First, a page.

The Jungle, by Upton Sinclair, Read by George Guidall, Recorded Books LLC, 1995
If The New Yorker is to be believed, it is entirely likely we are about to see a revival of Upton Sinclair, a writer (they note) who has never entirely gone away, his most famous novel still a classroom classic. Fashions of this sort come and go, today’s belle of the ball tomorrow’s nobody, then Fortune’s Wheel turns and up-ends the whole business once more.
Whether or not an author can survive the new critical appraisal is, of course, almost never open to debate. Rarely is a writer’s old work dug up with the plan to traduce it; rather, musty old volumes are pored through for rare, forgotten treasures, while the dross usually remains behind (ultimately to be picked over by less marquee publishing firms who are merely interested in riding a public domain coattail while the buzz is in the air).
The quality material not of stand-alone-volume-quality will be collected in Best Ofs and Collecteds and Uncollecteds, and should the material be rather scanty page counts can always be upped with a few letters, some diary entries, and a long-winded essay from Harold Bloom who can always be counted on to add his name to yet one more work. Should a publisher get truly lucky, a long-thought lost manuscript will turn up or a letter confessing to long-suspected homosexual affairs or at the very least a few rough draft scenes that never made it into the final edition of the best loved book.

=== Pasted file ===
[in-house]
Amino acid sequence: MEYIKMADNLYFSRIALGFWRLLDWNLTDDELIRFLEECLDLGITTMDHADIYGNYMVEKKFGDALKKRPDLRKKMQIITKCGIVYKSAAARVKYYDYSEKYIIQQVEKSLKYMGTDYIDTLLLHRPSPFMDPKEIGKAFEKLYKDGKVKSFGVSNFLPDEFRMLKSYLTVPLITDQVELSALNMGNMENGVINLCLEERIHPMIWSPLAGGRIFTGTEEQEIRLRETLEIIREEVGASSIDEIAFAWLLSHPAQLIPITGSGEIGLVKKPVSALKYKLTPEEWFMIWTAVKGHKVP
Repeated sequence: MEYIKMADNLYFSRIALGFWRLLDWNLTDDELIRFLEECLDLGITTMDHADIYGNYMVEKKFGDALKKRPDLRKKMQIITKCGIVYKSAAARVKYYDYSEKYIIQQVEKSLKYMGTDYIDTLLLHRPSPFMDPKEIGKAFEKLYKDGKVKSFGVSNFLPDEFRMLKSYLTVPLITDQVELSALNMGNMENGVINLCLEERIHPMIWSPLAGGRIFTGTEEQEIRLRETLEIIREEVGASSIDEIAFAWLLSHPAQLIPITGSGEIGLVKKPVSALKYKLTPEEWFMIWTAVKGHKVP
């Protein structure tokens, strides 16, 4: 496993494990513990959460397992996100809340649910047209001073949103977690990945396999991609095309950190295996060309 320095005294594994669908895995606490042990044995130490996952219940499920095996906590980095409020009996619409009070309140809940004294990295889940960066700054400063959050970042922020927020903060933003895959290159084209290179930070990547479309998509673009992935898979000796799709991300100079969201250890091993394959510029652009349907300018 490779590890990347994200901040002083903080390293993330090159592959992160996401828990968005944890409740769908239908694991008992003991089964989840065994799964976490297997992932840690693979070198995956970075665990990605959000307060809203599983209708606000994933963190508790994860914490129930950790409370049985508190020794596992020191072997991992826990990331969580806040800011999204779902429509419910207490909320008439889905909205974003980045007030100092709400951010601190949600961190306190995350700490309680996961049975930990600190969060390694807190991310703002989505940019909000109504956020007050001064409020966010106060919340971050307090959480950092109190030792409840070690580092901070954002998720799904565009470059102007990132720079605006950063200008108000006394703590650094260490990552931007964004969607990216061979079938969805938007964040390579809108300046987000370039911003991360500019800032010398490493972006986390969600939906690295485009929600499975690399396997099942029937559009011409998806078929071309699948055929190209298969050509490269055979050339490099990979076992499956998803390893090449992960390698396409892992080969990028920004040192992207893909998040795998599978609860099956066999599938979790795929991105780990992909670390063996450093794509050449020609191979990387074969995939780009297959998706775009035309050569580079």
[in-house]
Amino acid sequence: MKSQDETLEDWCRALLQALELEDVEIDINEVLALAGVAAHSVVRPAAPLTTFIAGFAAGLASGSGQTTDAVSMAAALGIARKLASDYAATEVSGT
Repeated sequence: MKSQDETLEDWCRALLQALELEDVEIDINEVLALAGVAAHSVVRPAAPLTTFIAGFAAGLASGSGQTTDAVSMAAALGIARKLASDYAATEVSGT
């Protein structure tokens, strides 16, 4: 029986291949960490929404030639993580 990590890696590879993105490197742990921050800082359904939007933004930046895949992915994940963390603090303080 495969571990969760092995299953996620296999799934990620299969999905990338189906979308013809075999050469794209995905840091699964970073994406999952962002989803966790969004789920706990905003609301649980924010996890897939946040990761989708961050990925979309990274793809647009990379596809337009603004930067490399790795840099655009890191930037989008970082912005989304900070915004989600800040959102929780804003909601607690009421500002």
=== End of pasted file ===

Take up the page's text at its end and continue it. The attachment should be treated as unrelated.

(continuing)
At any event, it is either the approaching Sinclair renaissance in the air or merely Recorded Books plowing through their catalog on cassette and providing listeners with CD versions of same at virtually no cost to themselves that brings us this 1995 reading of Sinclair’s most famous classroom classic, The Jungle. It is widely known that Sinclair himself considered the book rather a failure, stating, “I aimed at the public's heart, and by accident I hit it in the stomach,” a statement which tells you that you are entering the world of polemic.
Only, a funny thing happened on the way to Sinclair’s socialist uprising: the polemic turned out, against almost all of that genre’s track record, to be damned good. For indeed the novel is partly a call to arms, the corruption of the meat packing industry merely a stand-in for the corruption of capitalism as a whole, the Rudkus family a stand-in for every immigrant (that is, every American) exploited by the system, and it is partly an expose. That the expose should be about food is its unintentional genius. Indeed Sinclair (and to a greater and lesser extent so many liberal politicians who would follow him) failed to learn the lesson The Jungle’s sensation created: when you want to galvanize the public, you should always aim for the stomach, never the heart.
The heart, it must be said, is a noble organ of sentiment. For centuries, poets have sung its praises as the seat of the soul, the seat of love, the bodily tissue responsible highest of all our earthly emotional urges, love. All this has not only given the heart an exaggerated sense of itself, but has hoodwinked the poets and artists themselves into believing it. “I would die for love,” the wooer thinks of himself, spurred on by all this art and poetry, clutching at his breast. Alas, how often we find that what one feels that one feels (or thinks one thinks, for that matter) is far, far different from reality. The exact number of those who die for love most certainly pales in comparison to those who die of hunger. One can live an adult life without love, sad to say; one can not live an adult life without daily bread.